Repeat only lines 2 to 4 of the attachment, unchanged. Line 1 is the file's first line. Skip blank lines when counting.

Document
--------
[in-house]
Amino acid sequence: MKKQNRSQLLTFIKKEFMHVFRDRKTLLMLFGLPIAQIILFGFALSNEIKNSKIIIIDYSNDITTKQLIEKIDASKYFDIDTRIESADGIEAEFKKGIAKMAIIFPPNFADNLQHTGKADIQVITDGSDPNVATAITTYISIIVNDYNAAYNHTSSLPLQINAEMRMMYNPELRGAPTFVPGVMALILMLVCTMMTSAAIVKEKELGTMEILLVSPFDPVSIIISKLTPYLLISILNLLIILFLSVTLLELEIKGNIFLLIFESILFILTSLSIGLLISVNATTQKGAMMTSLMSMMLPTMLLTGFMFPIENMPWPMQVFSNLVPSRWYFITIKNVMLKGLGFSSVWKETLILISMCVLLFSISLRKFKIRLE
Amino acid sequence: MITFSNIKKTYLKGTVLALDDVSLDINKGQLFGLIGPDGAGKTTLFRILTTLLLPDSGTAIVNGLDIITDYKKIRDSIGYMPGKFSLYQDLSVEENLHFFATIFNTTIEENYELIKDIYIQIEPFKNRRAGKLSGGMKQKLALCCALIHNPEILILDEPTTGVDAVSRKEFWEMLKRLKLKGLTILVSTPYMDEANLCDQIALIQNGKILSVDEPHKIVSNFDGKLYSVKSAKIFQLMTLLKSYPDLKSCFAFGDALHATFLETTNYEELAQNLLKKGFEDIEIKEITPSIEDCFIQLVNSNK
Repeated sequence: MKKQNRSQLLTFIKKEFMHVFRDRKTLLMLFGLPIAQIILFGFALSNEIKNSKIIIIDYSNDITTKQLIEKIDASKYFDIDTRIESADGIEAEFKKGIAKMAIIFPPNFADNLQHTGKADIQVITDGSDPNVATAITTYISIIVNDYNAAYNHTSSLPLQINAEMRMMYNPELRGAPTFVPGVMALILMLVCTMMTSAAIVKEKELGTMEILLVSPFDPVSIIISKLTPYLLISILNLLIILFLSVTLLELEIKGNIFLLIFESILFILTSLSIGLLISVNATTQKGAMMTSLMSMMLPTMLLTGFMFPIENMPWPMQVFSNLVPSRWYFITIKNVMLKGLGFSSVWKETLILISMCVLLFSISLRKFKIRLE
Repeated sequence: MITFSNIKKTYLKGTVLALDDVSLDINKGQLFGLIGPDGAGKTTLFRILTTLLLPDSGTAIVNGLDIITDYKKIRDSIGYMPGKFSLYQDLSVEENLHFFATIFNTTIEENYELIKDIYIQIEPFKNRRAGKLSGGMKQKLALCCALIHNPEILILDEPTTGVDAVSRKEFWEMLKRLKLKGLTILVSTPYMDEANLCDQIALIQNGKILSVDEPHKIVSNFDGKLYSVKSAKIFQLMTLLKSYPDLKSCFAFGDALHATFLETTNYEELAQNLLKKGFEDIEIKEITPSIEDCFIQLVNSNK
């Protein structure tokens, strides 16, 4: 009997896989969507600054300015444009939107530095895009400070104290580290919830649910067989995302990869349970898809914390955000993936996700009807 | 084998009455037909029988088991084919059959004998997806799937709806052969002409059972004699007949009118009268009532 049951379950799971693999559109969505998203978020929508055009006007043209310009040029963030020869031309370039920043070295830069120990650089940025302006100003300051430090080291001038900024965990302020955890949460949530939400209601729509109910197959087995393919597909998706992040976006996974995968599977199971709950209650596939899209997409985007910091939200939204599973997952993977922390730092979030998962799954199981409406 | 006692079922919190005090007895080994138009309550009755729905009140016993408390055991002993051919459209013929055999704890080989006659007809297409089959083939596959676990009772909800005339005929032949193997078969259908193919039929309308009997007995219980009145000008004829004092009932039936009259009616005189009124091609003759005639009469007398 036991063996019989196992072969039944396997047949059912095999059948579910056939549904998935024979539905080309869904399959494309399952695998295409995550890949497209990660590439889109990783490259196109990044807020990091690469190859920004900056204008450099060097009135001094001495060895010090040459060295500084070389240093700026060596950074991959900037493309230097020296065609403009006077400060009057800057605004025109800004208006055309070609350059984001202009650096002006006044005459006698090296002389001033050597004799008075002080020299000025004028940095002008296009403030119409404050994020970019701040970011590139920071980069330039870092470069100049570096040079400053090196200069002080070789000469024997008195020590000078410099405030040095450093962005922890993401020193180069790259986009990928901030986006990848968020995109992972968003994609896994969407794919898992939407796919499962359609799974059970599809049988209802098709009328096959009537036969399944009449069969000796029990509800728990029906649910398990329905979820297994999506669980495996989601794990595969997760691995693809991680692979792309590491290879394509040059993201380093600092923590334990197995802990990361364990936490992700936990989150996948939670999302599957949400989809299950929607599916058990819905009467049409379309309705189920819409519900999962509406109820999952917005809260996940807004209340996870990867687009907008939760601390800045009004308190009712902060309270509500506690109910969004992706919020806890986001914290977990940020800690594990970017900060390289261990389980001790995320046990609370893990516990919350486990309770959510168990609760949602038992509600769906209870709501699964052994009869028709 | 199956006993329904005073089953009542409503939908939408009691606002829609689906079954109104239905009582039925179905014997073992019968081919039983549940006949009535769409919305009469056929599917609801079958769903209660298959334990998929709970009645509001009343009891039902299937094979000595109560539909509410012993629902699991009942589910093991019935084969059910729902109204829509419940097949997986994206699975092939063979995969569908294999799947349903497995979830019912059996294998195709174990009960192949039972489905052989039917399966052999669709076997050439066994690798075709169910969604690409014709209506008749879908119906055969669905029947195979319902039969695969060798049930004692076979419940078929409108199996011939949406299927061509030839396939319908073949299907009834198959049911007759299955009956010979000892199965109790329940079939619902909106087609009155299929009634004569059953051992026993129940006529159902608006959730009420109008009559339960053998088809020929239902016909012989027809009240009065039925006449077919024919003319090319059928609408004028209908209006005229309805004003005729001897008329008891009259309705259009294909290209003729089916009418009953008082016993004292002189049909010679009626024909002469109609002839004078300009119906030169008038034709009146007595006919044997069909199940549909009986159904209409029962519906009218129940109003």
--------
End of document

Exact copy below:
Amino acid sequence: MKKQNRSQLLTFIKKEFMHVFRDRKTLLMLFGLPIAQIILFGFALSNEIKNSKIIIIDYSNDITTKQLIEKIDASKYFDIDTRIESADGIEAEFKKGIAKMAIIFPPNFADNLQHTGKADIQVITDGSDPNVATAITTYISIIVNDYNAAYNHTSSLPLQINAEMRMMYNPELRGAPTFVPGVMALILMLVCTMMTSAAIVKEKELGTMEILLVSPFDPVSIIISKLTPYLLISILNLLIILFLSVTLLELEIKGNIFLLIFESILFILTSLSIGLLISVNATTQKGAMMTSLMSMMLPTMLLTGFMFPIENMPWPMQVFSNLVPSRWYFITIKNVMLKGLGFSSVWKETLILISMCVLLFSISLRKFKIRLE
Amino acid sequence: MITFSNIKKTYLKGTVLALDDVSLDINKGQLFGLIGPDGAGKTTLFRILTTLLLPDSGTAIVNGLDIITDYKKIRDSIGYMPGKFSLYQDLSVEENLHFFATIFNTTIEENYELIKDIYIQIEPFKNRRAGKLSGGMKQKLALCCALIHNPEILILDEPTTGVDAVSRKEFWEMLKRLKLKGLTILVSTPYMDEANLCDQIALIQNGKILSVDEPHKIVSNFDGKLYSVKSAKIFQLMTLLKSYPDLKSCFAFGDALHATFLETTNYEELAQNLLKKGFEDIEIKEITPSIEDCFIQLVNSNK
Repeated sequence: MKKQNRSQLLTFIKKEFMHVFRDRKTLLMLFGLPIAQIILFGFALSNEIKNSKIIIIDYSNDITTKQLIEKIDASKYFDIDTRIESADGIEAEFKKGIAKMAIIFPPNFADNLQHTGKADIQVITDGSDPNVATAITTYISIIVNDYNAAYNHTSSLPLQINAEMRMMYNPELRGAPTFVPGVMALILMLVCTMMTSAAIVKEKELGTMEILLVSPFDPVSIIISKLTPYLLISILNLLIILFLSVTLLELEIKGNIFLLIFESILFILTSLSIGLLISVNATTQKGAMMTSLMSMMLPTMLLTGFMFPIENMPWPMQVFSNLVPSRWYFITIKNVMLKGLGFSSVWKETLILISMCVLLFSISLRKFKIRLE